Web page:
The other problem is that trading Larsson wouldn’t get a big yield. He’s in the last year of his deal. As a deadline rental, you might get a second or third round pick. For a full year, maybe an average prospect.

So if you’re not getting much back, there’s not much point. The reason would have otherwise been to clear cap space, but as it turns out, the Oilers didn’t have to do that to get Tyson Barrie.

Moving Larsson (and Russell) Out

Given the load of Top 4 minutes Bear played last year, it would almost seem like a demotion to see both Barrie and Larsson eating his minutes up. But if Bear is still playing top four minutes, that means either Barrie or Larsson are going to be playing third pairing minutes for second pairing money.

Just think about all the glorious things the Oilers could do with that cap space. Larsson would free up $4.17 million. Move Kris Russell too, and the Oilers could have an extra $8.17 million (or if Klefbom goes on LTIR, another $4.17 million)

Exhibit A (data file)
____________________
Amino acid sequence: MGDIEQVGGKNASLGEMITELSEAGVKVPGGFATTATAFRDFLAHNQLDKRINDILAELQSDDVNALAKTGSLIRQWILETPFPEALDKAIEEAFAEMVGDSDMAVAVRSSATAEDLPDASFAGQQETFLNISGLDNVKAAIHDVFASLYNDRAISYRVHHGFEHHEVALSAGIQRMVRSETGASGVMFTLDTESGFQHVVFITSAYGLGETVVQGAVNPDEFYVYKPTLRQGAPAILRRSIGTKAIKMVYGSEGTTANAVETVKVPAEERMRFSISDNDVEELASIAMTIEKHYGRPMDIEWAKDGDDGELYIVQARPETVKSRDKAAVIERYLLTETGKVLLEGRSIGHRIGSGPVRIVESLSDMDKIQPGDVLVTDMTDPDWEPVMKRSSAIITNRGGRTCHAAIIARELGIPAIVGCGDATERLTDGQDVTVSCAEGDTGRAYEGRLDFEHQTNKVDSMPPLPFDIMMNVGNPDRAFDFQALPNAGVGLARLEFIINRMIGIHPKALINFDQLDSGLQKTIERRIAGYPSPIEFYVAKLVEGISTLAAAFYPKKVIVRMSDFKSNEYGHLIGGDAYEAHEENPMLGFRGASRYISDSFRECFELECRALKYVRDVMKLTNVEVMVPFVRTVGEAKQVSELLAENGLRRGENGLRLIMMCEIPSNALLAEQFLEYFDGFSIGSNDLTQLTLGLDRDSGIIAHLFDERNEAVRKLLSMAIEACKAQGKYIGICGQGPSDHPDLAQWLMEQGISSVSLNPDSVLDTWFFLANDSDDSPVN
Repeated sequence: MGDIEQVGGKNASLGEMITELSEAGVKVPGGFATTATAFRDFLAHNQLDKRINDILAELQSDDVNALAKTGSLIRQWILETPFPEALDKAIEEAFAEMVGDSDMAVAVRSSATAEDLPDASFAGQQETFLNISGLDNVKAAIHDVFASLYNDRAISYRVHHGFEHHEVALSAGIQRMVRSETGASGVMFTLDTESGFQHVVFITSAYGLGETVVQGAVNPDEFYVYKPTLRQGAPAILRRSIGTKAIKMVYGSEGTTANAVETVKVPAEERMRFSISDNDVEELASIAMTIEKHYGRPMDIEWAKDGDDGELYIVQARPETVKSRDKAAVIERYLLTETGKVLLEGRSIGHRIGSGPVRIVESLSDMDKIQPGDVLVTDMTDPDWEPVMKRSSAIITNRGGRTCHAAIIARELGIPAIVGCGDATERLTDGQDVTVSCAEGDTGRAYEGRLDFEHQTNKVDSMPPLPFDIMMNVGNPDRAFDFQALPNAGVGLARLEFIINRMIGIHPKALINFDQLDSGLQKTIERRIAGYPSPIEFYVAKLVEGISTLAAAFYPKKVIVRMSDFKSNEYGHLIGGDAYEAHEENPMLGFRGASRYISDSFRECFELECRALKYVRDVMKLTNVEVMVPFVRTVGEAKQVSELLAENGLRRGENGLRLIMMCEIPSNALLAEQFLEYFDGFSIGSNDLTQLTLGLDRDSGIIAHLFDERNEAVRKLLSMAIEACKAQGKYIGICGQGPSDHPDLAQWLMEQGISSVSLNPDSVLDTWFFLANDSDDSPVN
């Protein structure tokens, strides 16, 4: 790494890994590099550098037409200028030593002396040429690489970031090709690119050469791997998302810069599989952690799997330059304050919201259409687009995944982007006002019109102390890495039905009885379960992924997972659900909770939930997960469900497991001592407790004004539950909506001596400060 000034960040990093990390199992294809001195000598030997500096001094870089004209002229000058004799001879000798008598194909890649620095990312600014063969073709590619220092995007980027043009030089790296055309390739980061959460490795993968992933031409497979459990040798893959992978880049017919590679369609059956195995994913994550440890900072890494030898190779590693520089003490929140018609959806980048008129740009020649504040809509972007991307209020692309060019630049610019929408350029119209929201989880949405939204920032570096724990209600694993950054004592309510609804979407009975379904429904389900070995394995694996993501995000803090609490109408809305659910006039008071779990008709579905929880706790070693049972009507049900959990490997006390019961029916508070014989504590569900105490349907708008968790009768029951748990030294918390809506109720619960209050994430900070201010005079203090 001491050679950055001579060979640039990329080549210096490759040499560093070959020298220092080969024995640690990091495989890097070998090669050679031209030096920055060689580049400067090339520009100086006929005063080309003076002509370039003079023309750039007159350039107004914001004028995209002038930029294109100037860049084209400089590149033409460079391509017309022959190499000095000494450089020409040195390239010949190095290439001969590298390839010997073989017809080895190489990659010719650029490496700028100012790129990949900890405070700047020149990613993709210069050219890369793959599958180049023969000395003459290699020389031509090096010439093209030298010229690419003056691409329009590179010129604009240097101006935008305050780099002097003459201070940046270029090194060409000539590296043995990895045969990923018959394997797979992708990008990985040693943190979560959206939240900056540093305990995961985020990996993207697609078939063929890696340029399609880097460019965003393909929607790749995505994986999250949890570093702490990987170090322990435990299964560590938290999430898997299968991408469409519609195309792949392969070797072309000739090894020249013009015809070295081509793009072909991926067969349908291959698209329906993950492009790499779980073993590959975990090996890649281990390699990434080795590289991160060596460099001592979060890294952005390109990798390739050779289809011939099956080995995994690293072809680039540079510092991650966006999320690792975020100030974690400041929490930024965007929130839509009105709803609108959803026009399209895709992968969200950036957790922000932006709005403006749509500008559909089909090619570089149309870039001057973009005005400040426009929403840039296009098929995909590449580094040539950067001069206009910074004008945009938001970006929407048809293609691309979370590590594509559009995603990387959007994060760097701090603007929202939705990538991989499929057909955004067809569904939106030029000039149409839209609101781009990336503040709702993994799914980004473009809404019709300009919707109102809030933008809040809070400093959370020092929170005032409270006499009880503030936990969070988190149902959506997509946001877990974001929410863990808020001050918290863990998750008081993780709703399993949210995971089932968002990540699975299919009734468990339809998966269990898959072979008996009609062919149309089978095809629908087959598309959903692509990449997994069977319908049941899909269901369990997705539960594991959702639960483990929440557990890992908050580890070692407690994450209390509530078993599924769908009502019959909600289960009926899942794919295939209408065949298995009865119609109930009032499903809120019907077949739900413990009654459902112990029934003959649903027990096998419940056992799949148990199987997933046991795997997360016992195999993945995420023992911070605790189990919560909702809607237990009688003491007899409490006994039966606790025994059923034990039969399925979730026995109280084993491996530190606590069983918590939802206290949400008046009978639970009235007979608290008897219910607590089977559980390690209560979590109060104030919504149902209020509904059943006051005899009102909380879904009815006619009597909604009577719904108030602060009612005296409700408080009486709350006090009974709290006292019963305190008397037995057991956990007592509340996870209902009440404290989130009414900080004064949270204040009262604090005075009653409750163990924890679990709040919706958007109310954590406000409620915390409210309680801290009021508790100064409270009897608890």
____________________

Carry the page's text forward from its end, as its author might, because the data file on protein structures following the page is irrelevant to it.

$8.17 million gets you one elite NHL player, or 2 good ones. For example, Taylor Hall just signed a 1-year deal in Buffalo for $8 million. If the Oilers were in on Hall, they could have mustered the same.

So the question then becomes:

  1. would the Oilers be better off with Kris Russell, a 3rd pairing D (on a team that might already have one);
  2. and Adam Larsson, a top four defenseman (on a team that might already have 2);
  3. or Taylor Hall (or Ekman-Larsson, or even Alex Pietrangelo for that matter).

That’s a tough one.

Of course, Taylor Hall is off the table (as is Pietrangelo, and reportedly Ekman-Larsson), but there are still plenty of Free Agents left. Take Mike Hoffman for example. For the last 6 years, he’s consistently scored mid-to-high 20s in goals.